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Effectiveness in Negotiations is the Key to Success

If you’re in business, you know how important negotiation skills can be for your career success. Improving your negotiation skills can help you in life and in business. There are many tips, techniques, books and training courses on the topic. One important skill that many people overlook is abstract thinking. One common issue that people have with negotiating is that they get bogged down in the details. When you lose sight of the larger goal of the negotiation, those small details can become a source of disagreement, and make it more difficult to achieve a good outcome. The parties may begin focusing on those details where they disagree, and overlook other areas where they could have common ground.


Effectiveness in negotiations

How can effectiveness in business negotiations help people achieve greatness? Let’s start with a simple claim: one cannot achieve success without being completely focused on the end goal. For instance, if you’re in a business that is negotiating pay increases with employees, you might be very focused on the percentage increase in pay. This could become a sticking point, as both sides tried to win that issue. This thinking can lead to a win-lose outcome. In order for you to win, somebody else has to lose.

On the other hand, if the parties were not so focused on that particular issue, they might find that the policy on sick leave was a matter of importance to employees. The company would not mind some changes on sick leave, and the employees would be happy to accept a lesser pay raise when sick leave was addressed. This would be a win-win outcome, where both sides could be happy with the result.


How do you find such opportunities to get to a win-win outcome?  The key – abstract thinking

When you begin a negotiation, it is normal for both sides to set out their initial positions, and then assume that they are in adversarial roles. Each is trying to reach their own desired outcome, or as close to it as possible, by getting the other party to make concessions. It is important to remember, though, that there could be a higher purpose behind the whole negotiation. For instance, if you wanted to pay the lowest possible prices to a supplier, that would be part of a larger goal of reducing costs, and using resources efficiently. It would be easy to focus in on the cost aspect, and miss other ways in which resources could be used more efficiently.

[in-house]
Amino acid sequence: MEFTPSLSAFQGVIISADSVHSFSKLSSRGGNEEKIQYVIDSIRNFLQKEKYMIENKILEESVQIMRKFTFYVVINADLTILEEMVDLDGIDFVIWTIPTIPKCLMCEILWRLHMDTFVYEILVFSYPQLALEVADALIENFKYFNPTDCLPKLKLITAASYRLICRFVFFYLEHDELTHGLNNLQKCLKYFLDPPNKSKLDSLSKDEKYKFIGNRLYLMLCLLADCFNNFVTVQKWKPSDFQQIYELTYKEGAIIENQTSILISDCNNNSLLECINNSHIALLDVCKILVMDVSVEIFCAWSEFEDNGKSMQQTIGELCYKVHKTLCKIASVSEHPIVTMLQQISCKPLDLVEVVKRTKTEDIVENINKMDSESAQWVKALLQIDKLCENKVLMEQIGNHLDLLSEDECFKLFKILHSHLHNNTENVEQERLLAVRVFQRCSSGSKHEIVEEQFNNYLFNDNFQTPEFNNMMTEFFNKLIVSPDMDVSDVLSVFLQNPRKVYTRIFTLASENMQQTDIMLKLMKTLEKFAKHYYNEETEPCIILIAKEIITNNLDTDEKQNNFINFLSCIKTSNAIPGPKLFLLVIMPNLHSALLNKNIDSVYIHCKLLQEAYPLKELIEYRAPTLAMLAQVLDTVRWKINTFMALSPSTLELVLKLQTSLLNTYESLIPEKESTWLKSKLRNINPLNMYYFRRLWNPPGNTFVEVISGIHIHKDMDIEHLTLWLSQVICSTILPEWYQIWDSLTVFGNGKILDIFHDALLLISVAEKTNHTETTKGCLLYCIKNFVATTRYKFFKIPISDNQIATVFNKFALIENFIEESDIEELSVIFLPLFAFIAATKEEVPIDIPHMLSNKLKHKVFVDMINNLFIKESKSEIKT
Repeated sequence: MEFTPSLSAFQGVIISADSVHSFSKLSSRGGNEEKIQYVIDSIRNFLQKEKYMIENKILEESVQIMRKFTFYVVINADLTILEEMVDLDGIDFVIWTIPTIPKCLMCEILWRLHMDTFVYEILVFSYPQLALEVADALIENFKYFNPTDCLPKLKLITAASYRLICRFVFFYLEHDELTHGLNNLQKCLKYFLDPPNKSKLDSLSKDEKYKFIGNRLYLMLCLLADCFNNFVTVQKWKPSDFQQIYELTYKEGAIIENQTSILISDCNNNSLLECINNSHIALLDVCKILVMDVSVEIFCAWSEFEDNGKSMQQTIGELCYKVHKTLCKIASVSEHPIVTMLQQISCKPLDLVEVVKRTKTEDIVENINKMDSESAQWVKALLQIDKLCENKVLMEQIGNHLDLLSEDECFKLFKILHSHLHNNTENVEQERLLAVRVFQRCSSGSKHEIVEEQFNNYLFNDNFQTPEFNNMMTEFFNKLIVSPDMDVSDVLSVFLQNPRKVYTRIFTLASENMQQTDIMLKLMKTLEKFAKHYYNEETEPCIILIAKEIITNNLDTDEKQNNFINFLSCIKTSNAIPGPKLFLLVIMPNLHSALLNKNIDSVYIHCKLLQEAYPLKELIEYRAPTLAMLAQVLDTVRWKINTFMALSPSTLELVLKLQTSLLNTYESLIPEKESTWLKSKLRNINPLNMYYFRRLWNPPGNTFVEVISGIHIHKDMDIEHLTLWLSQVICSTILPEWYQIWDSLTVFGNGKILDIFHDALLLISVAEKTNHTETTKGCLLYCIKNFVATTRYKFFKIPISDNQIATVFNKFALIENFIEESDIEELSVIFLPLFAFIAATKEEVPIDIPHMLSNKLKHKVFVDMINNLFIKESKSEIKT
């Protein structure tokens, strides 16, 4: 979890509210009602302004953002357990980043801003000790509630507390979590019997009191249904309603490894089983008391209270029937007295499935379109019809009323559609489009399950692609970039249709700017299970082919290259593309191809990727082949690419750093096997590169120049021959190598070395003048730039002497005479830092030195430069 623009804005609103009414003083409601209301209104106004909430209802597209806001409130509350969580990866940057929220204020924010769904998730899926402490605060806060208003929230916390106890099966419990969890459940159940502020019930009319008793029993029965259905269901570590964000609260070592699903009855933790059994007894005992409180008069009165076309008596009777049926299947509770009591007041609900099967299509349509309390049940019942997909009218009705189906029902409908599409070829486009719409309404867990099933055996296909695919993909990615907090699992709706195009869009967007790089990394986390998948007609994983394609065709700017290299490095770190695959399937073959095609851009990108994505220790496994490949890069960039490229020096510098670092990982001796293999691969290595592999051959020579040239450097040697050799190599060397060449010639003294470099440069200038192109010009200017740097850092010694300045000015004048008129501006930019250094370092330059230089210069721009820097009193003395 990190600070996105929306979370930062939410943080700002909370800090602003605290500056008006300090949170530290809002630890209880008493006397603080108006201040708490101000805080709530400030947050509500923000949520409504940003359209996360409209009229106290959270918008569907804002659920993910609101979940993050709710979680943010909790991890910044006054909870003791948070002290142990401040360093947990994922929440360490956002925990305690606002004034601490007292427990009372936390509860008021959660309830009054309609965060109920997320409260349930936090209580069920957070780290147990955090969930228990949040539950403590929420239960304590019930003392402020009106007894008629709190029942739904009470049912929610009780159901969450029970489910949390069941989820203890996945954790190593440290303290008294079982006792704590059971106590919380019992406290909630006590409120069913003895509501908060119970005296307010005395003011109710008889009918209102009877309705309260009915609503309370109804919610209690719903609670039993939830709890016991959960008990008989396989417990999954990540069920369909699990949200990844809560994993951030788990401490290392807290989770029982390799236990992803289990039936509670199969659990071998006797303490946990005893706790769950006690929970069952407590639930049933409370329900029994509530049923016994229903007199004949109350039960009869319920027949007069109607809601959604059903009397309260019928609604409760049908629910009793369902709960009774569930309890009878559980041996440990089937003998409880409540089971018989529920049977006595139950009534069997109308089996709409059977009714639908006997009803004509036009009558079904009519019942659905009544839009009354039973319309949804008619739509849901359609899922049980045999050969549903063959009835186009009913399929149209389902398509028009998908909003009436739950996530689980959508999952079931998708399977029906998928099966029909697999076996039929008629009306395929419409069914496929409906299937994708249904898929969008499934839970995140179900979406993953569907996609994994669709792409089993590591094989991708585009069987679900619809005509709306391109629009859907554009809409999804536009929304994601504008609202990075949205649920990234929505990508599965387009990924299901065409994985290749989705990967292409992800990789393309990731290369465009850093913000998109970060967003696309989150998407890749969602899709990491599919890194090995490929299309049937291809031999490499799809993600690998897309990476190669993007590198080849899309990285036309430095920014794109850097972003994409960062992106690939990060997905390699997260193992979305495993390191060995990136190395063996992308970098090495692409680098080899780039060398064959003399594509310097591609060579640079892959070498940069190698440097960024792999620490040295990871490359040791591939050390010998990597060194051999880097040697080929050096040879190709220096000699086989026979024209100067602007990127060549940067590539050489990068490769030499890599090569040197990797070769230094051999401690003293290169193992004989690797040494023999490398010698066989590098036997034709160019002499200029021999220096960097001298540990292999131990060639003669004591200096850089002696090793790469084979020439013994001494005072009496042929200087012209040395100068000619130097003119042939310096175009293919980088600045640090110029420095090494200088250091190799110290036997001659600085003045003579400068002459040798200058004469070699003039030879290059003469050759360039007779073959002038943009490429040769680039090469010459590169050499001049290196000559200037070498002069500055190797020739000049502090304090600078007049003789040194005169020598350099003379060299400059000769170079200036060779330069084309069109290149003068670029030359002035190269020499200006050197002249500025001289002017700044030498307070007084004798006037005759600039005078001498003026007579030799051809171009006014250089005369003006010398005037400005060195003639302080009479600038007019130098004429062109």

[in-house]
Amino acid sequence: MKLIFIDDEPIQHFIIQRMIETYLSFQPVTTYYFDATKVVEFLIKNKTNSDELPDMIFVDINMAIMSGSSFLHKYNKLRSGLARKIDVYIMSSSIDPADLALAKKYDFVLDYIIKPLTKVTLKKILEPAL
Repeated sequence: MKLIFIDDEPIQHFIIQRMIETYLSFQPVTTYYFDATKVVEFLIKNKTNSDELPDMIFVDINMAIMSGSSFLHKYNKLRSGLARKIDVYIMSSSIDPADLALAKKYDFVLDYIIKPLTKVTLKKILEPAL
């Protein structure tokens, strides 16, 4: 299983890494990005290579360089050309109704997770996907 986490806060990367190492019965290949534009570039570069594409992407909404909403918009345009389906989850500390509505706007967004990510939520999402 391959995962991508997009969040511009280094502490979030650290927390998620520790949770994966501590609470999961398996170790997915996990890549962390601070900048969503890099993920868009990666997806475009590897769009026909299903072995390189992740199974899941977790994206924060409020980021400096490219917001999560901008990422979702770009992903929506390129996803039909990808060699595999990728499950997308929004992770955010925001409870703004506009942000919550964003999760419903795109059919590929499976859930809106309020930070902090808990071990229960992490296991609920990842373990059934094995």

As an example, a supplier might be requiring higher prices because they do not have warehouse space in your city. If you knew that, and your company had extra warehouse capacity, using that resource more efficiently could enable your supplier to give you a better price. Reaching that understanding would require an element of trust, so that the supplier was willing to explain their situation.

Here are a few techniques that can help you think abstractly.

  • Put yourself in their shoes – Imagine that you are working for the other company in this negotiation. What would you be thinking?
  • Imagine it in the future – Rather than feeling the pressure of the moment, imagine that the negotiation is taking place a few months from now.
  • Imagine it far away – Mentally remove yourself from the immediate scene of the negotiation, and imagine you are far away, just calling in for the meeting.


Golden rules in negotiations to help you succeed

In some way or another, every business negotiation is different. Prior to starting to compromise and close a deal, a business individual should first assess the situation and bear in mind some golden rules that could help him succeed. Here are some very good pointers:

  • Before the start of the negotiation, find a way to link your needs and interests to the needs and interests of your opponent
  • Meanwhile, try not to negotiate against yourself – that can happen when a business person doesn’t fully understand what the other side wants
  • Find mutual ground without too much compromise
  • Walk away if there’s no way of reaching mutual ground

The success of your business depends on effective negotiations. Every entrepreneur, CEO, manager and company owner should know how to bargain. Otherwise, opponents will take advantage of your weaknesses and they won’t hesitate to trick you into accepting a bad deal.


By Steve Brown and!

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